If the moving party meets its initial burden, the opposing party must then set out specific facts showing a genuine issue for trial in order to defeat the motion. Anderson v. Liberty Lobby, Inc., 477 U.S. 242, 250, 106 S.Ct. 2505, 91 L.Ed.2d 202 (1986); see also Fed.R.Civ.P. 56(c), (e). The nonmoving party must not simply rely on the pleadings and must do more than make "conclusory allegations [in] an affidavit." Lujan v. Nat'l Wildlife Fed'n, 497 U.S. 871, 888, 110 S.Ct. 3177, 111 L.Ed.2d 695 (1990); see also Celotex, 477 U.S. at 324, 106 S.Ct. 2548. Summary judgment must be granted for the moving party if the nonmoving party "fails to make a showing sufficient to establish the existence of an element essential to that party's case, and on which that party will bear the burden of proof at trial." Id. at 322, 106 S.Ct. 2548; see also Abromson v. Am. Pac. Corp., 114 F.3d 898, 902 (9th Cir. 1997).

In light of the facts presented by the nonmoving party, along with any undisputed facts, the Court must decide whether the moving party is entitled to judgment as a matter of law. See T.W. Elec. Serv., Inc. v. Pac. Elec. Contractors Ass'n, 809 F.2d 626, 631 & n. 3 (9th Cir.1987). When deciding a motion for summary judgment, "the inferences to be drawn from the underlying facts ... must be viewed in the light most favorable to the party opposing the motion." Matsushita Elec. Indus. Co. v. Zenith Radio Corp., 475 U.S. 574, 587, 106 S.Ct. 1348, 89 L.Ed.2d 538 (1986) (citation omitted); Valley Nat'l Bank of Ariz. v. A.E. Rouse & Co., 121 F.3d 1332, 1335 (9th Cir.1997). Summary judgment for the moving party is proper when a rational trier of fact would not be able to find for the nonmoving party on the claims at issue. See Matsushita, 475 U.S. at 587, 106 S.Ct. 1348.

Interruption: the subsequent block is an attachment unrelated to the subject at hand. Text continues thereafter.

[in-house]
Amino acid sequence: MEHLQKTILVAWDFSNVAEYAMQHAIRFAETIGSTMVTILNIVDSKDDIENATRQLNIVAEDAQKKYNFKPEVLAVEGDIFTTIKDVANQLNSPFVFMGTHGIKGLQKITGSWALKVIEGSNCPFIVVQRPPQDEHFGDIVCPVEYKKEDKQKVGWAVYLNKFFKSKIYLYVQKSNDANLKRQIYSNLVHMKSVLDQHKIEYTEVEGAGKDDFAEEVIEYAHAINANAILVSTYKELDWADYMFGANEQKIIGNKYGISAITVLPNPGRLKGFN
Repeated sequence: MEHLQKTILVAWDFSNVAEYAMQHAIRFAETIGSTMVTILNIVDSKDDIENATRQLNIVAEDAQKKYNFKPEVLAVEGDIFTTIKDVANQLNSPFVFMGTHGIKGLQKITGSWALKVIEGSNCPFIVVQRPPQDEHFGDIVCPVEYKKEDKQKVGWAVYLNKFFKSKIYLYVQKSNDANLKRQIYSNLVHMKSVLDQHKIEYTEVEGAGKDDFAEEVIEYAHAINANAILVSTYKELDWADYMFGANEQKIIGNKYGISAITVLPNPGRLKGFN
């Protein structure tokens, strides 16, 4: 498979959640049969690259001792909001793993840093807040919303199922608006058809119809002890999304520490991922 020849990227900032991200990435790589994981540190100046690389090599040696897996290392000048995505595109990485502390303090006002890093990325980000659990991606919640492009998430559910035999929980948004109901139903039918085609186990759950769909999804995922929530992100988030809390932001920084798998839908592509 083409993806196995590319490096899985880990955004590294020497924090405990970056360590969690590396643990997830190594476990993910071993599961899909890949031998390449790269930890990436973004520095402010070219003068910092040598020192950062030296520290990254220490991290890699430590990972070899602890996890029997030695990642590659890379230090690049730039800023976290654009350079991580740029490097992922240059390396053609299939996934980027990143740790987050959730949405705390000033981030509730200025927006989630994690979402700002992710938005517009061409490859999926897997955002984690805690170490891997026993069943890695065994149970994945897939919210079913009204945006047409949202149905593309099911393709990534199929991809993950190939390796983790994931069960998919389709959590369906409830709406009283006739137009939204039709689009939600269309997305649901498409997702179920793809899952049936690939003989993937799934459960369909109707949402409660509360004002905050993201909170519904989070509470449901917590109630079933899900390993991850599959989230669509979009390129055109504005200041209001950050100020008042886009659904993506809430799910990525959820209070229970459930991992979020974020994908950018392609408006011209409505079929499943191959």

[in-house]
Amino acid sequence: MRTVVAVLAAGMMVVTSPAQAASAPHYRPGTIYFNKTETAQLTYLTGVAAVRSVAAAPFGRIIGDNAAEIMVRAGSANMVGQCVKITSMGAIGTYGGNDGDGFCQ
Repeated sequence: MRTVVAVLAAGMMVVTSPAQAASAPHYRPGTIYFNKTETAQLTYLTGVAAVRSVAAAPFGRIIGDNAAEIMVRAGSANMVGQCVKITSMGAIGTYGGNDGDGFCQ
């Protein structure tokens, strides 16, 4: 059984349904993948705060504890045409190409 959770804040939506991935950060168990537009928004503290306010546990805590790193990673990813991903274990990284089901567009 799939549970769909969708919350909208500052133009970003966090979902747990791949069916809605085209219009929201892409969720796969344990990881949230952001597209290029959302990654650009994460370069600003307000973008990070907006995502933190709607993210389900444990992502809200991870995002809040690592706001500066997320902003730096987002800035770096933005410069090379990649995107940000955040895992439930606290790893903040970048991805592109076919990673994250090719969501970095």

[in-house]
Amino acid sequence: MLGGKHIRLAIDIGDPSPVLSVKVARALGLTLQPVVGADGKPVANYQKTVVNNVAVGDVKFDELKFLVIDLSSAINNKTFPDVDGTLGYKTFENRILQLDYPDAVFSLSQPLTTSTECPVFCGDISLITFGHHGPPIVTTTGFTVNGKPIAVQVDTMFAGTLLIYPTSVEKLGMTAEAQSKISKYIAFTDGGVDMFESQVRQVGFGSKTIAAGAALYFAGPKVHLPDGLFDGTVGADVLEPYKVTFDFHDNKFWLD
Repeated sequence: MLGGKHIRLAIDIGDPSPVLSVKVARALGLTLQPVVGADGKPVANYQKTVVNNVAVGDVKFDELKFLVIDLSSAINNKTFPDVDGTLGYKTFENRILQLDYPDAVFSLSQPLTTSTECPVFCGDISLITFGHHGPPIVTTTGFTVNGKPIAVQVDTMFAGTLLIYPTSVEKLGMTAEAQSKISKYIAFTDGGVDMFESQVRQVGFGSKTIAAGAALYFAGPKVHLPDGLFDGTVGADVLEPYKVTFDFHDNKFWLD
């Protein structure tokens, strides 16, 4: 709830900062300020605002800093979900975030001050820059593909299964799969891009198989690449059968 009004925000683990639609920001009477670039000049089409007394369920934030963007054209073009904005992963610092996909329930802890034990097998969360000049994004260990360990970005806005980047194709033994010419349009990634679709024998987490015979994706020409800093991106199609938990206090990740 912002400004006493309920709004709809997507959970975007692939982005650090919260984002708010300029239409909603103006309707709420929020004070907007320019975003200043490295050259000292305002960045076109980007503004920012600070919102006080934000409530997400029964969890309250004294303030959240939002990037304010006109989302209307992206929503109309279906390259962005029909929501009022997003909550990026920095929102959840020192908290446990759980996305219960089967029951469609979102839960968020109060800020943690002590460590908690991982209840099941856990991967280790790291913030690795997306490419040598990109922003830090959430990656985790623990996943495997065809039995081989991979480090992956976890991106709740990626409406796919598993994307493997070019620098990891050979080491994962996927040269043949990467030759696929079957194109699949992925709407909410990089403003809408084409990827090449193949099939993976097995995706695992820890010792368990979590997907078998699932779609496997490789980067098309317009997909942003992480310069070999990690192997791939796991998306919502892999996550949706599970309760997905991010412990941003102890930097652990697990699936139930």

IV. DISCUSSION

Defendants argue that this action must be dismissed because the Court lacks jurisdiction under the Rooker-Feldman doctrine in light of the Los Angeles County Superior Court's prior rulings. Mot. at 5-10 (citing Rooker v. Fidelity Trust Co., 263 U.S. 413, 44 S.Ct. 149, 68 L.Ed. 362 (1923); Dist. of Columbia Ct. of App. v. Feldman, 460 U.S. 462, 103 S.Ct. 1303, 75 L.Ed.2d 206 (1983)). Alternatively, defendants argue the claims are barred by collateral estoppel and California's litigation privilege. Id. at 10-14. Defendants also argue that plaintiff's FDCPA claim fails as a matter of law. Id. at 14. Finally, defendants contend that "to the extent [plaintiff] alleges any claims against Unifund [Corp.] they fail for the same reasons stated above." Id. at 15 (alterations omitted).